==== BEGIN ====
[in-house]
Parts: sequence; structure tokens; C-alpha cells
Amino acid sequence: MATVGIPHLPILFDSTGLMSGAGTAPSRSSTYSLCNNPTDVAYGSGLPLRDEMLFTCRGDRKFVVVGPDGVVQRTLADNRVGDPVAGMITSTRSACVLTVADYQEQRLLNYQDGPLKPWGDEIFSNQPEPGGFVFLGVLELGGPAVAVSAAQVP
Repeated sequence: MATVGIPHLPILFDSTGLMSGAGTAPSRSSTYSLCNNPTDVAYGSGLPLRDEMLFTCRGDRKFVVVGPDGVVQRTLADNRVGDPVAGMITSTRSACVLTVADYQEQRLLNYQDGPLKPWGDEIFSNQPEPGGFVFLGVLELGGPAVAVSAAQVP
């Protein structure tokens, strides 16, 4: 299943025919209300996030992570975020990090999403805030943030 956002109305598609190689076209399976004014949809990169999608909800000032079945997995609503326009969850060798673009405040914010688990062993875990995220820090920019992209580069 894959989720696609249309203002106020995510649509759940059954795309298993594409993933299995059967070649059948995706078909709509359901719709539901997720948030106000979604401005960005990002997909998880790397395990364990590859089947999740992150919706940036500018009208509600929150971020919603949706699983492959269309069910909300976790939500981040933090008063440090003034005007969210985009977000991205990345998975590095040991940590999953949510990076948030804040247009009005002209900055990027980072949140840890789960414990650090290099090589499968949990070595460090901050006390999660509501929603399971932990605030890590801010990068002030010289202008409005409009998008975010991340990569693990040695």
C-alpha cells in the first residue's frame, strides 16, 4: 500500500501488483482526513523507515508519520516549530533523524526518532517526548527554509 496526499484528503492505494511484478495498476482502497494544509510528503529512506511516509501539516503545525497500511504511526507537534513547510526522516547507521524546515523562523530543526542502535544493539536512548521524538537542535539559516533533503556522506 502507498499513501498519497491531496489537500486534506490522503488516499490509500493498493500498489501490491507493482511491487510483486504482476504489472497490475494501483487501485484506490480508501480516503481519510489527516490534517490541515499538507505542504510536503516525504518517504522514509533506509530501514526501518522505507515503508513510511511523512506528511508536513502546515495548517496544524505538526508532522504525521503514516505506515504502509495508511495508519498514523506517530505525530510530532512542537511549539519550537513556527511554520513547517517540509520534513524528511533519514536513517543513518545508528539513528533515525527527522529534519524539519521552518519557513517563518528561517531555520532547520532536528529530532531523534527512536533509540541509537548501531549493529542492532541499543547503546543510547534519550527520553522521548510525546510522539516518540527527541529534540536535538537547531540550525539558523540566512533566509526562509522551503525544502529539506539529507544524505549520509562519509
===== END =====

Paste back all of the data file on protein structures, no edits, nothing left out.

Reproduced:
[in-house]
Parts: sequence; structure tokens; C-alpha cells
Amino acid sequence: MATVGIPHLPILFDSTGLMSGAGTAPSRSSTYSLCNNPTDVAYGSGLPLRDEMLFTCRGDRKFVVVGPDGVVQRTLADNRVGDPVAGMITSTRSACVLTVADYQEQRLLNYQDGPLKPWGDEIFSNQPEPGGFVFLGVLELGGPAVAVSAAQVP
Repeated sequence: MATVGIPHLPILFDSTGLMSGAGTAPSRSSTYSLCNNPTDVAYGSGLPLRDEMLFTCRGDRKFVVVGPDGVVQRTLADNRVGDPVAGMITSTRSACVLTVADYQEQRLLNYQDGPLKPWGDEIFSNQPEPGGFVFLGVLELGGPAVAVSAAQVP
């Protein structure tokens, strides 16, 4: 299943025919209300996030992570975020990090999403805030943030 956002109305598609190689076209399976004014949809990169999608909800000032079945997995609503326009969850060798673009405040914010688990062993875990995220820090920019992209580069 894959989720696609249309203002106020995510649509759940059954795309298993594409993933299995059967070649059948995706078909709509359901719709539901997720948030106000979604401005960005990002997909998880790397395990364990590859089947999740992150919706940036500018009208509600929150971020919603949706699983492959269309069910909300976790939500981040933090008063440090003034005007969210985009977000991205990345998975590095040991940590999953949510990076948030804040247009009005002209900055990027980072949140840890789960414990650090290099090589499968949990070595460090901050006390999660509501929603399971932990605030890590801010990068002030010289202008409005409009998008975010991340990569693990040695």
C-alpha cells in the first residue's frame, strides 16, 4: 500500500501488483482526513523507515508519520516549530533523524526518532517526548527554509 496526499484528503492505494511484478495498476482502497494544509510528503529512506511516509501539516503545525497500511504511526507537534513547510526522516547507521524546515523562523530543526542502535544493539536512548521524538537542535539559516533533503556522506 502507498499513501498519497491531496489537500486534506490522503488516499490509500493498493500498489501490491507493482511491487510483486504482476504489472497490475494501483487501485484506490480508501480516503481519510489527516490534517490541515499538507505542504510536503516525504518517504522514509533506509530501514526501518522505507515503508513510511511523512506528511508536513502546515495548517496544524505538526508532522504525521503514516505506515504502509495508511495508519498514523506517530505525530510530532512542537511549539519550537513556527511554520513547517517540509520534513524528511533519514536513517543513518545508528539513528533515525527527522529534519524539519521552518519557513517563518528561517531555520532547520532536528529530532531523534527512536533509540541509537548501531549493529542492532541499543547503546543510547534519550527520553522521548510525546510522539516518540527527541529534540536535538537547531540550525539558523540566512533566509526562509522551503525544502529539506539529507544524505549520509562519509